Make the best prints you can on both technologies, squeeze each until it's about to burst and you wave the white flag... Then sit back and compare them to each other, and take some notes on what you see. Write down your observations. Highlight quality? Shadow density(like blacks), tonal transitions, etc... Leave them be for a couple of days, then come back and look at them again, with fresh eyes. Then do that a 3rd time(again, after a few more days). You'll probably notice something different. Take notes each time. After the third time, compare all of your notes(a separate page for each day's observations) and see what you come up with.

Also: I've found that many inkjet prints/inks have a "dry down" effect similar to many b/w fiber papers, so letting the inks dry for a few days will allow you to see things once they've settled. RA-4 is a plastic-based material, so is basically dry once it leaves the processor.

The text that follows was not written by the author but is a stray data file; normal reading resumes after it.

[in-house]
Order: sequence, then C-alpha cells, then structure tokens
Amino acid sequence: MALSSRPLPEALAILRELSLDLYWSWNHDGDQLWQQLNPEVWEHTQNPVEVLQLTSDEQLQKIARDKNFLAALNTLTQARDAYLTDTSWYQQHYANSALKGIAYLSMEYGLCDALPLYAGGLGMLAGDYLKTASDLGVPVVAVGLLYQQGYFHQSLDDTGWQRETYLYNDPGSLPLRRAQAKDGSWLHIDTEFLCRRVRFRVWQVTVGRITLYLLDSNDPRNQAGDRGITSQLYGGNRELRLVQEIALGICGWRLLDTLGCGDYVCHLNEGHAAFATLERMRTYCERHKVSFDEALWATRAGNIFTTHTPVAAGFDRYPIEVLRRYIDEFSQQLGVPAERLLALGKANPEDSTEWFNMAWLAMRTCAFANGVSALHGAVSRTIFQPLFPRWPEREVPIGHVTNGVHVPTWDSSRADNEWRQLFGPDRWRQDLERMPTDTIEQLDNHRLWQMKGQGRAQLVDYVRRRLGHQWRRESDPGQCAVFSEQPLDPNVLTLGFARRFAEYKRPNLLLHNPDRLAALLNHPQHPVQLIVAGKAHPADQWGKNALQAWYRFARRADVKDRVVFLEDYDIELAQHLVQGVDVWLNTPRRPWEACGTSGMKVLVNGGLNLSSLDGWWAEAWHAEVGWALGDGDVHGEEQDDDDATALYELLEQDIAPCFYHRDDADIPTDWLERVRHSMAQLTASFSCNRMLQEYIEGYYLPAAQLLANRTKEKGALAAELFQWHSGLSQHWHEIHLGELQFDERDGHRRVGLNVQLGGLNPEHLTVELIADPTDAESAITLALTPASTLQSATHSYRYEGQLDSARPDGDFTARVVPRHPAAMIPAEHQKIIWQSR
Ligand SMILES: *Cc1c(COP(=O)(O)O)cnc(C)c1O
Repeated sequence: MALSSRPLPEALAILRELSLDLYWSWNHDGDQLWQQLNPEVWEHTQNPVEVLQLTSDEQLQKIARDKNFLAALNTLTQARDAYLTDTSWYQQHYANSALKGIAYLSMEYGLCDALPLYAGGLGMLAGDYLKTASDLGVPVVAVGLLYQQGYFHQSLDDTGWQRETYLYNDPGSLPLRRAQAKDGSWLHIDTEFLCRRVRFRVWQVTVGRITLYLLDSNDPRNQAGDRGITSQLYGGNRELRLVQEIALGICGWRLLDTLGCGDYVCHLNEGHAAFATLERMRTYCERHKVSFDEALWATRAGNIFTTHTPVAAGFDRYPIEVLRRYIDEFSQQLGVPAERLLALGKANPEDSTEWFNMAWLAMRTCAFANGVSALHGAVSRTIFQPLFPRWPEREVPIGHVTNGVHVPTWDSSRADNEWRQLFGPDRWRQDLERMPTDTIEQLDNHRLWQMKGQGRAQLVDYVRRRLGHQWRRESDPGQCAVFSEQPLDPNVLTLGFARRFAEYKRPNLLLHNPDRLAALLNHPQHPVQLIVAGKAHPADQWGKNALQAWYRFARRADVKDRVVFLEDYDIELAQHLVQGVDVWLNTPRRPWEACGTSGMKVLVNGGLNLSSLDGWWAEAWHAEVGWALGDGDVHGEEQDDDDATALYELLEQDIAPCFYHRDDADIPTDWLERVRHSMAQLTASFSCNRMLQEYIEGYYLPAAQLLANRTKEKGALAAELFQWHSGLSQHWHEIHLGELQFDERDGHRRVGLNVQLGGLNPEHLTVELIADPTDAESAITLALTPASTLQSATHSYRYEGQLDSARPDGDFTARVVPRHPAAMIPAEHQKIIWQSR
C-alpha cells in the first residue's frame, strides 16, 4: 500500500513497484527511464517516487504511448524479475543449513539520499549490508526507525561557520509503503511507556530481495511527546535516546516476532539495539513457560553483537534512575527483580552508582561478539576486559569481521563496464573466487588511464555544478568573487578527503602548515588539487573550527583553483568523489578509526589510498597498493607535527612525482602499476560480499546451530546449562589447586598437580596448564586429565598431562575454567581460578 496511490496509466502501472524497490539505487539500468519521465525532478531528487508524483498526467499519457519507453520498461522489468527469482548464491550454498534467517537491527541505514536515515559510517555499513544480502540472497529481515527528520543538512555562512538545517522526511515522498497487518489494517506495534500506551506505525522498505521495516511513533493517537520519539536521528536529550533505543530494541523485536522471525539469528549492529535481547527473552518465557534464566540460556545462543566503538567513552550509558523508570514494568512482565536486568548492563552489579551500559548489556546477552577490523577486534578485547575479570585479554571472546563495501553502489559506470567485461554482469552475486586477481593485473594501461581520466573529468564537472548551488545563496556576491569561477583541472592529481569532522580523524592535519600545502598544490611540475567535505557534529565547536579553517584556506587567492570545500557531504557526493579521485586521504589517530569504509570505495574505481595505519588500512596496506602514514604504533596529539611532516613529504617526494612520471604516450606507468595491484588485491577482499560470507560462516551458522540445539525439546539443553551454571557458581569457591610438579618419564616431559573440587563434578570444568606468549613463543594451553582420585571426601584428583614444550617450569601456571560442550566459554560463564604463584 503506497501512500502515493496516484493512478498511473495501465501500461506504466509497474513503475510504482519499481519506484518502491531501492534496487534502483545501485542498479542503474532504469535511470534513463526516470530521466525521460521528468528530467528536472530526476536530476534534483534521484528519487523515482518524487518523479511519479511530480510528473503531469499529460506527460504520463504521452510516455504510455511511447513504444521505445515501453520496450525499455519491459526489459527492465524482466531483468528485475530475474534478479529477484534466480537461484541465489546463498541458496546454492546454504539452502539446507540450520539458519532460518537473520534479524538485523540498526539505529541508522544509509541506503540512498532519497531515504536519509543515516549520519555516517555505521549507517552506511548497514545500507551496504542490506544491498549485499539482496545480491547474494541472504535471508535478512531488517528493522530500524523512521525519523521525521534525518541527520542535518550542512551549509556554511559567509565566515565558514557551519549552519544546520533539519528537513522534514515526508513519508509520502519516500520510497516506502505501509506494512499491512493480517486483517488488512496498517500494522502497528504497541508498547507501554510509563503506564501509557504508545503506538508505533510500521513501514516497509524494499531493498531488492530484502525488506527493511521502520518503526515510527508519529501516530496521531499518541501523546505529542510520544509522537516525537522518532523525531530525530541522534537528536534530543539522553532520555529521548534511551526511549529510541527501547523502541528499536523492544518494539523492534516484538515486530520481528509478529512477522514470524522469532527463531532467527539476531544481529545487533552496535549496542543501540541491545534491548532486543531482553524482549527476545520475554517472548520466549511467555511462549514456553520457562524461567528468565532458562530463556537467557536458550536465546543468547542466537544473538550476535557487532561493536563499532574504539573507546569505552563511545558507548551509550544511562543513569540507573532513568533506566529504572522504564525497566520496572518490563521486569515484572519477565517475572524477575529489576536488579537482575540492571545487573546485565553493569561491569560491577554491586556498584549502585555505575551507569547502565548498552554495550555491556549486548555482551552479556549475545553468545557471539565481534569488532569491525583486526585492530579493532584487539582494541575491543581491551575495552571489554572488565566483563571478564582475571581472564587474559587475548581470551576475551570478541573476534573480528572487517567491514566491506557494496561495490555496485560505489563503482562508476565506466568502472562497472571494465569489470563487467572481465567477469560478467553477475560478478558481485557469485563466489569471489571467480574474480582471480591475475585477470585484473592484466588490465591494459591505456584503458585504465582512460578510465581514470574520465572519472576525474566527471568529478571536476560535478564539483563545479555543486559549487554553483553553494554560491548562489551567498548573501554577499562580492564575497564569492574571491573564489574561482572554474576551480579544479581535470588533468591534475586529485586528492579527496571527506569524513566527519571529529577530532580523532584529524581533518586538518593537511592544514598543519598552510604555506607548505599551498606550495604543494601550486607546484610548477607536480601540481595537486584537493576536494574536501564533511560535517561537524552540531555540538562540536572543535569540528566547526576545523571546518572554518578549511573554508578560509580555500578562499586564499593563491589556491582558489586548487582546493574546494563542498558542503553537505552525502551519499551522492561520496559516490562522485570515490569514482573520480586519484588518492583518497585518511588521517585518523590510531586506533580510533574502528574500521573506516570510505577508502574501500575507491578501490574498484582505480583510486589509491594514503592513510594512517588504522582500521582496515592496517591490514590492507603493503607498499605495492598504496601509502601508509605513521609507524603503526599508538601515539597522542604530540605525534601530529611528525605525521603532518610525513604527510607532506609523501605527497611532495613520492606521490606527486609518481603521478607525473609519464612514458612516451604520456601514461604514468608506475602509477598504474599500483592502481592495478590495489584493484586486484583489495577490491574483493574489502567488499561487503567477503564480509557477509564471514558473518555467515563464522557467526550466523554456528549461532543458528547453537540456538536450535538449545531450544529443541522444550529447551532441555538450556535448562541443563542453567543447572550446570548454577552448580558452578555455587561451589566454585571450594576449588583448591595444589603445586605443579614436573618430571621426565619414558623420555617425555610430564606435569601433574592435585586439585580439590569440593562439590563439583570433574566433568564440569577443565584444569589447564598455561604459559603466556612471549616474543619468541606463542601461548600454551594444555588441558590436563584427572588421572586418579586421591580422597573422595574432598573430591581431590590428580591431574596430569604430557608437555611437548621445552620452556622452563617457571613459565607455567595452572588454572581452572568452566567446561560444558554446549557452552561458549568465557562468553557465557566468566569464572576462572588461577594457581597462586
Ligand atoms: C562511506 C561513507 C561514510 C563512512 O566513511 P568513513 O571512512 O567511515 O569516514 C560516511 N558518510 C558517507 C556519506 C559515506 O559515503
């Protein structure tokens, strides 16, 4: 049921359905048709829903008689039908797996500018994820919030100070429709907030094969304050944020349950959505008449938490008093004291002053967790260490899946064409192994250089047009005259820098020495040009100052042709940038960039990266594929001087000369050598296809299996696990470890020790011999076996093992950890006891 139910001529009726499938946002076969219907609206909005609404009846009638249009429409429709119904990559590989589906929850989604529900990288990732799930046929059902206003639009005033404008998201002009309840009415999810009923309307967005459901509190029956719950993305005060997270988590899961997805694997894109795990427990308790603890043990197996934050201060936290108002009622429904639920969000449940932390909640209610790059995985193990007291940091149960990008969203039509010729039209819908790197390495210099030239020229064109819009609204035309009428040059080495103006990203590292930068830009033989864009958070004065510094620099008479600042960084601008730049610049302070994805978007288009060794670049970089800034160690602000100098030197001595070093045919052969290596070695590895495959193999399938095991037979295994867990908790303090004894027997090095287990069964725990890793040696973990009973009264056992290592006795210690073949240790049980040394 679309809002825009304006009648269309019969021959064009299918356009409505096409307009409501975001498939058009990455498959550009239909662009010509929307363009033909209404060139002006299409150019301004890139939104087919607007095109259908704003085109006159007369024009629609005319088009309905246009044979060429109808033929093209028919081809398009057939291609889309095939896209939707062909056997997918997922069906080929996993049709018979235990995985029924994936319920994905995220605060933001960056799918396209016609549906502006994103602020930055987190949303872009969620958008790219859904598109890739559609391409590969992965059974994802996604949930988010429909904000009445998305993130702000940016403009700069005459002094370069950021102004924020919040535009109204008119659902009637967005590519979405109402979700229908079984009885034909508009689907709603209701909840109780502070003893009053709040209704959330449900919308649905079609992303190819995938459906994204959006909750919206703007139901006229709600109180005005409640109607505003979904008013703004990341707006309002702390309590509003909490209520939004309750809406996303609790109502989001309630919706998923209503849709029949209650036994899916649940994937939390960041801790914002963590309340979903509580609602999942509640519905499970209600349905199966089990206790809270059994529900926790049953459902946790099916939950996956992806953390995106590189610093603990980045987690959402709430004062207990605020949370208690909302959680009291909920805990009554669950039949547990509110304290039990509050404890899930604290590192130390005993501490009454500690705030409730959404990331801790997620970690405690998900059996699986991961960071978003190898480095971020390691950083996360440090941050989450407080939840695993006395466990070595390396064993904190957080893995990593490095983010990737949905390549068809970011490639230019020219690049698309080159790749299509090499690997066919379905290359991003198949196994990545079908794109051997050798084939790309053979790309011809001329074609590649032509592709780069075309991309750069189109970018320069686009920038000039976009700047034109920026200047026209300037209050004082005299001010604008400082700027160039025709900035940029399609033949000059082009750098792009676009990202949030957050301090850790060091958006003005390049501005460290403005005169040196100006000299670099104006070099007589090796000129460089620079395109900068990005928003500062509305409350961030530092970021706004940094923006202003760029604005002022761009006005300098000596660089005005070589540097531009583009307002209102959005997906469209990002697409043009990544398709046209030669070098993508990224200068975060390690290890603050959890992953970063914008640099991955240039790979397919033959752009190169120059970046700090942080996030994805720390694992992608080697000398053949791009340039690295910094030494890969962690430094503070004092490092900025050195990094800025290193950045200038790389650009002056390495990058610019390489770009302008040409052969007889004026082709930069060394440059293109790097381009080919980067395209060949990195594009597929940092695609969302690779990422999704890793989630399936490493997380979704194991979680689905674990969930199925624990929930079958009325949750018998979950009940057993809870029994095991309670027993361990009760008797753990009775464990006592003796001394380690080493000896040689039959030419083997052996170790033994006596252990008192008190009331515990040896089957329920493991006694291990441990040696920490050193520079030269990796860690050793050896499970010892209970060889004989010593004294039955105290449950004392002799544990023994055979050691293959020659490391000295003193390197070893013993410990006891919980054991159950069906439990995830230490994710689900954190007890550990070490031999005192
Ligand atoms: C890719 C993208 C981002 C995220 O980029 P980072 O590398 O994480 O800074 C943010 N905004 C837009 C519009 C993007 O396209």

-Dan

StoneNYC
28-Aug-2014, 06:05
You will find out that current inkjet printers can show a slightly larger colour gamut in certain regions than a RA4 Print. The difference is significant in some of the colours. My feeling is that you can capture all the colours(that RA4 print material) plus some, available using inkjet media today. I am speaking of the 12 ink set machines currently available. (I use a Cannon IPF 9400 with their new ink set. It should be pointed out that I also have a Durst Lambda 76 and use the full Fuji RA4 line of papers.

I feel the main difference, between the two is that with RA4 prints( and if course Cibachrome)the image seems to live within the emulsion.. With Inkjet the image seems to live closer to the surface, (more pronounced with the heavy matt papers.)